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United States v. Ward

Citation: 10 ELR 20477
No. No. 79-394, 448 U.S. 242/14 ERC 1673/(U.S., 06/27/1980) Rev'd

The Supreme Court holds that the penalty imposed under § 311(b)(6) of the Federal Water Pollution Control Act (FWPCA), for the unauthorized discharge of oil and hazardous substances into navigable waters, in civil rather than criminal in nature, and therefore the reporting requirements set out in § 311(b)(5) of the FWPCA do not violate the Fifth Amendment guarantee against self-incrimination. Reversing the Tenth Circuit, Justice Rehnquist rejects respondent's contention that the penalty that the Coast Guard assessed him after he had notified the Environmental Protection Agency that oil had escaped from his drilling facility violated his constitutional right against self-incrimination. First, since Congress explicitly addressed criminal sanctions in § 311(b)(5), the use of the term "civil" with reference to the § 311(b)(6) penalties indicates a clear legislative intent that the latter be civil in nature. Second, such an intent is not vitiated by the purpose or effect of the penalty. Although the behavior to which the penalty is to be applied was already designated a crime under § 13 of the Rivers and Harbors Act of 1899, which lends support to Ward's contention that the penalty was in fact a "criminal sanction," this argument is "diluted" by the fact that the criminal sanction was established 70 years prior to the civil penalty. Finally, the Court rejects the contention that the proceedings under the FWPCA are "quasi-criminal," triggering the Fifth Amendment protection against self-incrimination though not the remaining more narrowly-applied constitional safeguards that are granted in criminal proceedings. In light of overwhelming evidence that Congress intended to create a civil penalty, and finding only weak indications of a countervailing purpose or effect of the sanction, the Court concludes that § 311(b)(5) does not violate respondent's privilege against self-incrimination.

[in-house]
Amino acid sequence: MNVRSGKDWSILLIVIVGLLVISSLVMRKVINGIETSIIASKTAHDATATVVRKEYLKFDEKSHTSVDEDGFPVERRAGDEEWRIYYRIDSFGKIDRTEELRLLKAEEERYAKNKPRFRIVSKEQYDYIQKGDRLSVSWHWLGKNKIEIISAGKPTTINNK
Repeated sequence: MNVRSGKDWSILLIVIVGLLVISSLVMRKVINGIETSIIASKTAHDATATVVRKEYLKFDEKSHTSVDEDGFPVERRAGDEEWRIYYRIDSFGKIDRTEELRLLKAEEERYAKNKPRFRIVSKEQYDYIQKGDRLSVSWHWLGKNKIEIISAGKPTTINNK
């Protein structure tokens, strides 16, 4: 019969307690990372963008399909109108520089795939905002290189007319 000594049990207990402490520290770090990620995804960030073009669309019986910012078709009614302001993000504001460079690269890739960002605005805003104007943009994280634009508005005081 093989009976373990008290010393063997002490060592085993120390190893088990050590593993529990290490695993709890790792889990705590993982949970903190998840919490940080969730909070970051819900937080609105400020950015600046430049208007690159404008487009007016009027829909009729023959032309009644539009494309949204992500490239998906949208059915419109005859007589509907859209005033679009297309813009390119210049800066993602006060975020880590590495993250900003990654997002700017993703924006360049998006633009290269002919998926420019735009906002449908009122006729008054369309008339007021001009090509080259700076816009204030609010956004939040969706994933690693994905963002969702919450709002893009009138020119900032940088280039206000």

Concurring separately, Justice Blackmun, joined by Justice Marshall, observes that the monetary nature of the penalty and the fact that it is placed in a revolving fund used to defray the expense of cleanup operations are strong indications of its civil and compensatory thrust, noting that there is only a "remote likelihood" that the penalties would be excessive. In a dissenting opinion, Justice Stevens argues that the § 311(b)(6) penalties are criminal, since factors such as the degree of the operator's culpability, rather than his good faith, guide their imposition and that the compulsory reporting requirements of § 311(b)(5) violate the Fifth Amendment since they do not seem to serve a valid regulatory purpose independent of the assessment and collection of the penalties.

Counsel for Petitioner
Wade H. McCree Jr., Solicitor General; Edwin S. Kneedler, Ass't to the Solicitor General; James W. Moorman, Ass't Attorney General; Jacques B. Gelin, Michael A. McCord
Department of Justice, Washington DC 20530
(202) 633-3261

Counsel for Respondent
Stephen Jones, David C. Butter, James Sears Bryant
Jones & Gungoll
1100 Broadway Tower, Enid OK 73701
(405) 233-4321